Electrons are extremely round, and some physicists are not pleased about it.
A new experiment captures the most detailed view yet of any electron that uses lasers to find evidence of particles around the particles, researchers reported in a new study. By illuminating molecules, scientists were able to interpret how other subatomic particles change the charge distribution of an electron. [The 18 Biggest Unsolved Mysteries in Physics]
The symmetric roundness of the electrons suggests that invisible particles are not large enough to shear electrons into squashed elongated shapes or ovals. These findings once again confirm a long-standing physics theory, known as the Standard Model, which describes how particles and forces behave in the universe.
At the same time, this new discovery could overturn several alternative physical theories that attempt to fill in the blanks with phenomena that the Standard Model can not explain. This brings some probably very disgruntled physicists back to the drawing board, said study co-author David DeMille, a professor with the Department of Physics at Yale University in New Haven, Connecticut.
"It will certainly make no one very happy, DeMille said to Live Science.
A Well-Tested Theory
Since subatomic particles can not yet be directly observed, scientists learn to know the objects through indirect evidence observes what happens in the vacuum to negatively charged electrons ̵
The Standard Model describes most of the interactions between all the building blocks of the For decades, this theory has successfully predicted how matter behaves.
However, there are a few nagging exceptions to the explanatory success of the model: the standard model does not explain dark matter, a mysterious one and invisible substance that exerts a gravitational force, but no light According to the European Organization for Nuclear Research (CERN), the model does not consider gravitation in addition to the other fundamental forces that affect matter.
Alternative physics theories provide answers where the standard model is insufficient. The Standard Model predicts that particles that surround electrons affect the shape of an electron, but to such an infinitesimal extent that they are barely perceptible with existing technology. But other theories suggest that there are still undiscovered heavy particles. For example, the supersymmetric standard model postulates that every particle in the standard model has an antimatter counterpart. These hypothetical heavyweight particles would deform electrons to an extent that researchers could observe, according to the authors of the new study.
To test these predictions, new experiments scanned electrons with a ten times greater resolution than previous efforts, completed in 2014; Both investigations were carried out by the research project Advanced Cold Molecule Electron Electric Dipole Moment Search (ACME).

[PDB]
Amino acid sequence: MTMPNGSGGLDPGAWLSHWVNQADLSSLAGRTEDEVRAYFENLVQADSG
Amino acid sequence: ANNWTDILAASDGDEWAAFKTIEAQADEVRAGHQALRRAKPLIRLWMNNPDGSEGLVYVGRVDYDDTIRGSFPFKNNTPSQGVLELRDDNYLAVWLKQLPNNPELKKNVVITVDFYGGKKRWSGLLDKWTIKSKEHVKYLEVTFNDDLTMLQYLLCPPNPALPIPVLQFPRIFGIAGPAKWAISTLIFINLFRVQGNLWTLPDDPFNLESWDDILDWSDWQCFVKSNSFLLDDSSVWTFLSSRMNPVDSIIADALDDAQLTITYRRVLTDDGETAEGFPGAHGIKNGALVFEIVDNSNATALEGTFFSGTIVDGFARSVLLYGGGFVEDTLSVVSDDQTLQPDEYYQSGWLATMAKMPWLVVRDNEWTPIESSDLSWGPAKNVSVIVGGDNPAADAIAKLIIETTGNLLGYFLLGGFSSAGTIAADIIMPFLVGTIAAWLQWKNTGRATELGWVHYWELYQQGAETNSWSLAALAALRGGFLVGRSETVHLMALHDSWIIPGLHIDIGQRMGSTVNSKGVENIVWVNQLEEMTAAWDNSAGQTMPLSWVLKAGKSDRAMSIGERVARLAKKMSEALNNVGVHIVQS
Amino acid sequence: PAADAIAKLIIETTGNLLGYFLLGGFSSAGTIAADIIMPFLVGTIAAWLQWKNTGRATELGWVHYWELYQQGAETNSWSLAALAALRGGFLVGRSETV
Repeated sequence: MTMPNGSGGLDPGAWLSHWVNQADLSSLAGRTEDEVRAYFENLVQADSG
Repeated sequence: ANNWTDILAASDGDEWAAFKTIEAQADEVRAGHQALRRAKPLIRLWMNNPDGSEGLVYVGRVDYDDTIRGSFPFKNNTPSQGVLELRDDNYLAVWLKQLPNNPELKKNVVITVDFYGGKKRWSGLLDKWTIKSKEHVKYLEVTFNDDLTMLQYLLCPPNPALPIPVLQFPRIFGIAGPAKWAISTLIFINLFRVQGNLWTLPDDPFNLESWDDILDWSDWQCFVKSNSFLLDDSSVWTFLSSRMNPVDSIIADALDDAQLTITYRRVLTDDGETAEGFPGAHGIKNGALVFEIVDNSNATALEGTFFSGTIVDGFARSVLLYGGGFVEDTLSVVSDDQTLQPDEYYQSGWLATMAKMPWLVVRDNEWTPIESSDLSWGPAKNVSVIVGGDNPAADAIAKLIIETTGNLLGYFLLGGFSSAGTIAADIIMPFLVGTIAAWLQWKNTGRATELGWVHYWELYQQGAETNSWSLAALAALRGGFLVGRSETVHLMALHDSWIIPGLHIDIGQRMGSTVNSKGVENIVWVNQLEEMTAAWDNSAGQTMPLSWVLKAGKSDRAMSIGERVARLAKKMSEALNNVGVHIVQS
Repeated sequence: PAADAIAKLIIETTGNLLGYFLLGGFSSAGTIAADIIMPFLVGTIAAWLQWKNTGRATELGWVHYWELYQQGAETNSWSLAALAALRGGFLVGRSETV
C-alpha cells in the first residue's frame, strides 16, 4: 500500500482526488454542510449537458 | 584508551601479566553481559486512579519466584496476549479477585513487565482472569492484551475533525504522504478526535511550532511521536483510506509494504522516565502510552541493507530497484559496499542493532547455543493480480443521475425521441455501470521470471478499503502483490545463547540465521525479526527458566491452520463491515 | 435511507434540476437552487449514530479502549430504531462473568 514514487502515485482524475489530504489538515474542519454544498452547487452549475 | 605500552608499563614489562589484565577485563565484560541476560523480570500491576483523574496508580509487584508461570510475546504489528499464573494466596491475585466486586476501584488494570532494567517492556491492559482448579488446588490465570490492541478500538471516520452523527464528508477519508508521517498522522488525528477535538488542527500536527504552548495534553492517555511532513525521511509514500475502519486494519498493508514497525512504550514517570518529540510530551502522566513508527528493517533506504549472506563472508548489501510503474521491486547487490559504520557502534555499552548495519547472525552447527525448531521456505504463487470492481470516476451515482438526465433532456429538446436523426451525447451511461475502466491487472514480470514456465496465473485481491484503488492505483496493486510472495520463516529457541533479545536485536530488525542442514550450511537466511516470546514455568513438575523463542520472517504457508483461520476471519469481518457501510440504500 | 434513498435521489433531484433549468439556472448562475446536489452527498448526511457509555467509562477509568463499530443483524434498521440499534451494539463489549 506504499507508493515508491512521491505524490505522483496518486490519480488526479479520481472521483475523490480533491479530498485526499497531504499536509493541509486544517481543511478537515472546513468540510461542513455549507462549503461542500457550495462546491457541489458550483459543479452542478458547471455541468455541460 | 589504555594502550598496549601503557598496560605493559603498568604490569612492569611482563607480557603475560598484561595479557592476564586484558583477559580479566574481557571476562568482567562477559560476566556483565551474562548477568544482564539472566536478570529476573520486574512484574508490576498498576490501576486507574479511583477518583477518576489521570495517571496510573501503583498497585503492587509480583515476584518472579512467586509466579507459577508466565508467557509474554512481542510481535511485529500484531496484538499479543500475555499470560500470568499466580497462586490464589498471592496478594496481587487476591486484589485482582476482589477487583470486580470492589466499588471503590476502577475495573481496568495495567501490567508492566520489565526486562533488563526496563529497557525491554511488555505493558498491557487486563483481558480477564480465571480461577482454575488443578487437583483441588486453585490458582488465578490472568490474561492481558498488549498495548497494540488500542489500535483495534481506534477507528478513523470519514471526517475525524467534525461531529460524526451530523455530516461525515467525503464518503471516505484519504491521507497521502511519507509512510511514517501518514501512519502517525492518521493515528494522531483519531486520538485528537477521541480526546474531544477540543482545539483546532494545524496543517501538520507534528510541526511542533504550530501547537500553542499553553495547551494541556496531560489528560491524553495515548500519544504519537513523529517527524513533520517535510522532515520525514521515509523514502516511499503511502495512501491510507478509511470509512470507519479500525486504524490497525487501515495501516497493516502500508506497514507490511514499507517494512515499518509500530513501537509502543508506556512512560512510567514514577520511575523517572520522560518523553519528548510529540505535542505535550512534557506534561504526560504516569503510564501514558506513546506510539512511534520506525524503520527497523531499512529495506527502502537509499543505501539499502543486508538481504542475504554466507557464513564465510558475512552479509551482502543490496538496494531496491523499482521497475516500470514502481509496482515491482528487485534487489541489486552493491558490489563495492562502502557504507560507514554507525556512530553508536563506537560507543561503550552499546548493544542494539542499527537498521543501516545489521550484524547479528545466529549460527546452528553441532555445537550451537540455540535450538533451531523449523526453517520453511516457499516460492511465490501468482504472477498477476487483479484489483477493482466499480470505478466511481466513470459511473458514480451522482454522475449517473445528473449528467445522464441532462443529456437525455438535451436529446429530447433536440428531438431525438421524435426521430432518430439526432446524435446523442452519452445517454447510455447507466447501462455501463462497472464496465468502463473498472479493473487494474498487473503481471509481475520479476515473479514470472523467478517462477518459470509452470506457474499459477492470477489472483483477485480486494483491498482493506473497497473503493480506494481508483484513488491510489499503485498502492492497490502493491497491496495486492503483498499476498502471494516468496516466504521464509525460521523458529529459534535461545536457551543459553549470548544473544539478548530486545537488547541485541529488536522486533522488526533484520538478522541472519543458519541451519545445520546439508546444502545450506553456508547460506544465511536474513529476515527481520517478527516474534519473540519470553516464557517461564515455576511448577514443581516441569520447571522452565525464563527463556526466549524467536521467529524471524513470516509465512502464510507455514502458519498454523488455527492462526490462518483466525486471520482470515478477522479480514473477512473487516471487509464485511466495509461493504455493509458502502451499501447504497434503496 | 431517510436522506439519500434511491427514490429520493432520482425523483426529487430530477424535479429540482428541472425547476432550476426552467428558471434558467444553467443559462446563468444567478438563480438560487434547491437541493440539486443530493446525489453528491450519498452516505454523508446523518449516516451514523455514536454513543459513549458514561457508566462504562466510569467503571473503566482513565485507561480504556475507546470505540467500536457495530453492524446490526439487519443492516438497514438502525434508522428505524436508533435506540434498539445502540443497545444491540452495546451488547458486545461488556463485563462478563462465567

Researchers looked for a fugitive (and unproven) phenomenon, the electric dipole moment, in which the spherical shape of an electron deforms – "dented" appears at one end and bulged at the other, "explains DeMille – because of the heavy particles that affect the charge of the electron.
These particles would be "many, many orders of magnitude larger than the particles predicted by the Standard Model," so it's a very clear way to tell if something new is happening beyond the Standard Model, "said DeMille.
For the new study, ACME researchers channeled a beam of cold thorium oxide molecules at a rate of 1 million per pulse, 50 times a second, into a relatively small chamber in a Harvard University cellar, and the scientists zapped the molecules into lasers and examined them the light reflected back from the molecules, bends in the light would indicate an electric dipole moment.  But there were no twists in the reflected light, and this result casts a dark shadow on the physics theories that predicted heavy particles around electrons, the researchers said. These particles might still exist, but they would be very different from those described in existing theories, DeMille said in a statement.
"Our finding tells the scientific community that we need to seriously rethink some of the alternative theories, said DeMille. [Strange Quarks and Muons, Oh My! Nature’s Tiniest Particles Dissected]
While this experiment examined the behavior of particles around electrons, it also provides important ones Implications for the search for dark matter, DeMille said, "Like subatomic particles, dark matter can not be directly observed, but astrophysicists know it's there because they've observed their gravitational effect on stars, planets, and light."
"Similarly like us [astrophysicists] we look into the heart of many theories that have long predicted For very good reasons – a signal should appear, "said DeMille," and yet they see nothing, and we see nothing. "
dark matter as well as new subatomic particles that were not predicted by the Standard Model still have to be discovered directly, but e A growing body of compelling evidence indicates that these phenomena exist. But before scientists can find them, some long-standing ideas about how they look are likely to be scrapped, DeMille added.
"Expectations about new particles look more and more like they were wrong," he said.
The results were published online today (October 17) in the journal Nature.
Originally published about Live Science.